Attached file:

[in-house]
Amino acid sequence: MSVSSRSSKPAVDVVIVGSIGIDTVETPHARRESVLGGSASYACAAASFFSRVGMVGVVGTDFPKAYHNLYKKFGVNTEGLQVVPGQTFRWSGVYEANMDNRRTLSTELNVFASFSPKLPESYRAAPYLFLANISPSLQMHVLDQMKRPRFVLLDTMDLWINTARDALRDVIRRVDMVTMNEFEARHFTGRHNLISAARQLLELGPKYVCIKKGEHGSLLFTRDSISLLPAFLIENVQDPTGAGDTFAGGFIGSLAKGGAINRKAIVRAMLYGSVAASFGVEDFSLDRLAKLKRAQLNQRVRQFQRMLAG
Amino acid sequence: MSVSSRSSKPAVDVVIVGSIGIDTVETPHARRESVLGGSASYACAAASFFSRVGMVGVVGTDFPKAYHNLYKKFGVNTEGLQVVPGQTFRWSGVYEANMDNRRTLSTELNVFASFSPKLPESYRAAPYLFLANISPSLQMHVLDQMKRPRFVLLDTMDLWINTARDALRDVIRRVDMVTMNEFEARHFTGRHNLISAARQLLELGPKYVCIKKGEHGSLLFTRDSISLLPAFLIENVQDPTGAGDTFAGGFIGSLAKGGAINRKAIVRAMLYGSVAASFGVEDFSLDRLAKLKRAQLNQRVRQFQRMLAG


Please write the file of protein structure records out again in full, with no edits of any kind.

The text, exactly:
[in-house]
Amino acid sequence: MSVSSRSSKPAVDVVIVGSIGIDTVETPHARRESVLGGSASYACAAASFFSRVGMVGVVGTDFPKAYHNLYKKFGVNTEGLQVVPGQTFRWSGVYEANMDNRRTLSTELNVFASFSPKLPESYRAAPYLFLANISPSLQMHVLDQMKRPRFVLLDTMDLWINTARDALRDVIRRVDMVTMNEFEARHFTGRHNLISAARQLLELGPKYVCIKKGEHGSLLFTRDSISLLPAFLIENVQDPTGAGDTFAGGFIGSLAKGGAINRKAIVRAMLYGSVAASFGVEDFSLDRLAKLKRAQLNQRVRQFQRMLAG
Amino acid sequence: MSVSSRSSKPAVDVVIVGSIGIDTVETPHARRESVLGGSASYACAAASFFSRVGMVGVVGTDFPKAYHNLYKKFGVNTEGLQVVPGQTFRWSGVYEANMDNRRTLSTELNVFASFSPKLPESYRAAPYLFLANISPSLQMHVLDQMKRPRFVLLDTMDLWINTARDALRDVIRRVDMVTMNEFEARHFTGRHNLISAARQLLELGPKYVCIKKGEHGSLLFTRDSISLLPAFLIENVQDPTGAGDTFAGGFIGSLAKGGAINRKAIVRAMLYGSVAASFGVEDFSLDRLAKLKRAQLNQRVRQFQRMLAG